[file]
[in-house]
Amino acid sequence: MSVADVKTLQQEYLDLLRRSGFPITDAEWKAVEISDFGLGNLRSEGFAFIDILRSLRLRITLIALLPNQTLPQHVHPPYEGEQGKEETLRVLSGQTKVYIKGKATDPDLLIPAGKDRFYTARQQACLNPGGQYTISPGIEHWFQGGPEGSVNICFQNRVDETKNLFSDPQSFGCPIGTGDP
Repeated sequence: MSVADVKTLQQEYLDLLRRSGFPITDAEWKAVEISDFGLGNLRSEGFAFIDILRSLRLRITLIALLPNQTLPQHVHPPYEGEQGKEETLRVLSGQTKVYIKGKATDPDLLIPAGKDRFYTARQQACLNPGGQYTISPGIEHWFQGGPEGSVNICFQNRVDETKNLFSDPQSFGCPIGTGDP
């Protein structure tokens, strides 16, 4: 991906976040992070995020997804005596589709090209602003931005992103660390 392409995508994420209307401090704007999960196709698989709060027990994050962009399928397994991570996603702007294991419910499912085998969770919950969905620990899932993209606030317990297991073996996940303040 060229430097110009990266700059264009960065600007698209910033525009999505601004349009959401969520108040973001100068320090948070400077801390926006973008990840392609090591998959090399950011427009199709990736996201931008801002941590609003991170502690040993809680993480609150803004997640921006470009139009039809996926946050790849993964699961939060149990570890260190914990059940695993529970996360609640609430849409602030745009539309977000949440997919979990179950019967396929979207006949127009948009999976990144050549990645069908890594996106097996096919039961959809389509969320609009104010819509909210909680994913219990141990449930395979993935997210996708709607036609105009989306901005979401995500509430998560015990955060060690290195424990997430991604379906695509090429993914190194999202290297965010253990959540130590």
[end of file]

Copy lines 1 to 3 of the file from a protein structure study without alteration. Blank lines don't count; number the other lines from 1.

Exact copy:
[in-house]
Amino acid sequence: MSVADVKTLQQEYLDLLRRSGFPITDAEWKAVEISDFGLGNLRSEGFAFIDILRSLRLRITLIALLPNQTLPQHVHPPYEGEQGKEETLRVLSGQTKVYIKGKATDPDLLIPAGKDRFYTARQQACLNPGGQYTISPGIEHWFQGGPEGSVNICFQNRVDETKNLFSDPQSFGCPIGTGDP
Repeated sequence: MSVADVKTLQQEYLDLLRRSGFPITDAEWKAVEISDFGLGNLRSEGFAFIDILRSLRLRITLIALLPNQTLPQHVHPPYEGEQGKEETLRVLSGQTKVYIKGKATDPDLLIPAGKDRFYTARQQACLNPGGQYTISPGIEHWFQGGPEGSVNICFQNRVDETKNLFSDPQSFGCPIGTGDP